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Christian Sell

Christian Sell, PhD

Associate Professor


Department: Biochemistry & Molecular Biology

Education

  • PhD in Pathology - Albany Medical College (1990)

Awards & Honors

  • Nathan Shock Center of Excellence in Aging "Young Investigator Award"

Memberships / Professional Affiliations

  • Endocrine Society
  • Gerontological Society of America
  • IGF Society
  • Philadelphia Cancer Research Association

Christian Sell, PhD, is an associate professor in the Department of Biochemistry & Molecular Biology at Drexel University College of Medicine. Prior to joining the College of Medicine, he was an associate investigator at the Lankenau Institute for Medical Research in Wynnewood, Pennsylvania. He had previously worked as an assistant professor at Medical College of Pennsylvania (now Drexel College of Medicine), where he earned the Nathan Shock Center of Excellence in Aging “Young Investigator” Award, and also served as the director of the Molecular Pathobiology Graduate program. In addition, Dr. Sell has held positions at Thomas Jefferson University and Temple University.

He is a member of the Endocrine Society, the Gerontological Society of America, IGF Society, and Philadelphia Cancer Research Association.

Research Interests

Biology of aging; neuroendocrine networks.

Research

Age is the greatest risk factor for the majority of human diseases including cancer, neurodegenerative diseases such as Alzheimer’s disease and cardiovascular disease. Aging occurs at both the cellular and organismal level and the Sell lab utilizes multiple approaches to understand the aging process and to identify interventions that can ameliorate age-related declines to improve human health. We use cellular approaches to understand mechanisms and work to move these mechanistic insights into clinical use.

The field has identified a major pathway that can modulate the aging process (known as the mTOR pathway), which is a part of the neuroendocrine signaling network that regulates both development and aging. Our lab was the first to report that this pathway is hyperactivated in aged cells and we have focused on this pathway to understand both the mechanisms involved and to leverage drugs known to target the pathway to improve health. We have found that targeting mTOR using an FDA approved drug known as rapamycin can extend the lifespan of human cells and decrease the appearance of aged cells in human skin.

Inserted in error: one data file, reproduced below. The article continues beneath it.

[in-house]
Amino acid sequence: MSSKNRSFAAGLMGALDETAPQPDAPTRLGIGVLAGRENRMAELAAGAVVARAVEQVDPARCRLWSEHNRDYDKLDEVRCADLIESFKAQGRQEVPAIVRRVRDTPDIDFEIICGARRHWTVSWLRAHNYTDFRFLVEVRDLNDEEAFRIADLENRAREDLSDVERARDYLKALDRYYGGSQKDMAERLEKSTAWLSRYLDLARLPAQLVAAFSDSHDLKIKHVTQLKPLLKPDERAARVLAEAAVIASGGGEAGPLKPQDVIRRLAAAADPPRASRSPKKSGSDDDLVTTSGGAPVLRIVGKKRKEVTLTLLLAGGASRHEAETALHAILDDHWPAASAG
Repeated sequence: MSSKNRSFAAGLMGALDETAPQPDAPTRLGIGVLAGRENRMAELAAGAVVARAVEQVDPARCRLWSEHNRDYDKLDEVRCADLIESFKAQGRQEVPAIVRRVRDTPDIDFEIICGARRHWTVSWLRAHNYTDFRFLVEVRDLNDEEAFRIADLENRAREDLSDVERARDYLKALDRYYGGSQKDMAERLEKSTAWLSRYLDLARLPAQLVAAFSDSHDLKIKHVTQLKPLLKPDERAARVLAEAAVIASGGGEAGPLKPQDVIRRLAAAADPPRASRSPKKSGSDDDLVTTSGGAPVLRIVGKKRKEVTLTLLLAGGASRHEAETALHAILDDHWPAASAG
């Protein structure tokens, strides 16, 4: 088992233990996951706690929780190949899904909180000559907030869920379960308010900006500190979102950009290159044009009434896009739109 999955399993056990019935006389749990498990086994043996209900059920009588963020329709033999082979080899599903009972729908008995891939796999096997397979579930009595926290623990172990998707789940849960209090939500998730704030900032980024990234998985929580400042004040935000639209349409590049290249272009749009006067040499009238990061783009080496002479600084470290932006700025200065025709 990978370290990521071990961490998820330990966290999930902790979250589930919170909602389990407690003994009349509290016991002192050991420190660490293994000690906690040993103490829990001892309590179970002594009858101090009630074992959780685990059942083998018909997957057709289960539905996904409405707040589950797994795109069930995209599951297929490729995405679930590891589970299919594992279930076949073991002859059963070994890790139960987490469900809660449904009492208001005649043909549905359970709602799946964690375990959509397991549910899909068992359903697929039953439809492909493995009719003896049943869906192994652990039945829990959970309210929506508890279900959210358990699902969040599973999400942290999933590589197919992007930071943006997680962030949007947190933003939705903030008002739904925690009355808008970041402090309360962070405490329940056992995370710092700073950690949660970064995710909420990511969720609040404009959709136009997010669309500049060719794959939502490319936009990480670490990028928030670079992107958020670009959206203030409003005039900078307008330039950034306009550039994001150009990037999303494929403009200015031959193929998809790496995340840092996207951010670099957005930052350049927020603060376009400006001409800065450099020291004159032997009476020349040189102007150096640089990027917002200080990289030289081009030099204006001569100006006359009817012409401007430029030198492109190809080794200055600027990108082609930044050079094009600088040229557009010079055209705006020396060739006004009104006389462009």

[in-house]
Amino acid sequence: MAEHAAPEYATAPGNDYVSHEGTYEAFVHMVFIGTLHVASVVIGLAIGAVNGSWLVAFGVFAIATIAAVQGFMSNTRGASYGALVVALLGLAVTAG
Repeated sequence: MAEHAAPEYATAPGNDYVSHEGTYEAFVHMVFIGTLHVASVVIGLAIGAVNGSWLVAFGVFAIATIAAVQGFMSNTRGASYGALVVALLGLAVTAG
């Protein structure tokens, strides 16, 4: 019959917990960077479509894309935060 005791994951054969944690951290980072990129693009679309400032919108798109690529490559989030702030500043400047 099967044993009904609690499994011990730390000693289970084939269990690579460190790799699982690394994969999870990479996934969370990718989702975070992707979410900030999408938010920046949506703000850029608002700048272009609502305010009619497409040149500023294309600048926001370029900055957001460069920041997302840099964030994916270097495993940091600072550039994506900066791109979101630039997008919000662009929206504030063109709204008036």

We use a variety of approaches including cell culture, genomics, proteomics, gene targeting and cellular reprograming to further understand the impact of rapamycin and the role of the mTOR pathway on the aging process and to discover new interventions that will delay or prevent cellular aging. Our lab is interested in evaluating the potential for interventions targeting the aging process to improve functionality at all levels including the importance of these pathways in the central nervous system, cancer development, and other age-related diseases.

Aged human cells showing abnormal folding of the nuclear envelope

Aged human cells showing abnormal folding of the nuclear envelope

The nuclear envelope of human fibroblast cells is green in this photomicrograph

Neurons created in the Sell lab from human fibroblasts

Neurons created in the Sell lab from human fibroblasts

Blue is nuclear DNA and red is beta-III tubulin, a neuronal cytoskeleton protein

In the Media

Publications

Selected Publications

"Ras mutations selectively alter tight junction permeability"
Sell C, Francis MK, Mullin J
Mol Cell Biol 2005;16:5538-50 (2005)

"Activated Ras enhances insulin-like growth factor 1 mediated induction of vascular endothelial growth factor in postate epithelial cells"
Stearns M, Tran J, Zhang H, Francis MK, Sell C
Cancer Res 2005;65:2085-8 (2005)

"Ectopic expression of DICE1 suppresses tumor cell growth"
Wieland I, Sell C, Weidel UH, Wieacker P
Oncol Rep 2004;12:207-11 (2004)

"Extension of replicative lifespan in WI-38 human fibroblasts is accompanied by suppression of p21Waf1/Cip1/Sdi1 levels"
Mawal-Dewan M, Frisoni L, Cristofalo VJ, Sell C
Exp Cell Res. 2003:285;91-98 (2003)

"Downregulation of IRS-1 protein in thapsigargin treated human prostate epithelial cells"
Zhang H, Hoff H, Sell C
Exp Cell Res. 2003:289;352-358 (2003)

"Molecular characterization of the DICE1 (DDX26) tumor suppressor gene in lung carcinoma cells"
Wieland I, Ropke A, Stumm M, Sell C, Wiedle U, Wieacker P
Oncol Res. 2002:12;491-500 (2002)

"Regulation of collagenase expression during replicative senescence by Akt-forkhead signaling"
Mawal-Dewan M, Lorenzini A, Frisoni L, Zhang H, Cristofalo VJ, Sell C
J Biol Chem. 2002:277;7857-7864 (2002)

"Mitogen independent phosphorylation of S6K1 and decreased ribosomal S6 phosporylation in senescent human fibroblast cells"
Zhang H, Hoff H, Marinucci T, Cristofalo VJ, Sell C
Exp Cell Res. 2000:259;284-292 (2000)


Contact Information


Department of Biochemistry & Molecular Biology
245 North 15th Street
Mail Stop 497
Philadelphia, PA 19102
Phone: 215.762.8367
Fax: 215.762.3978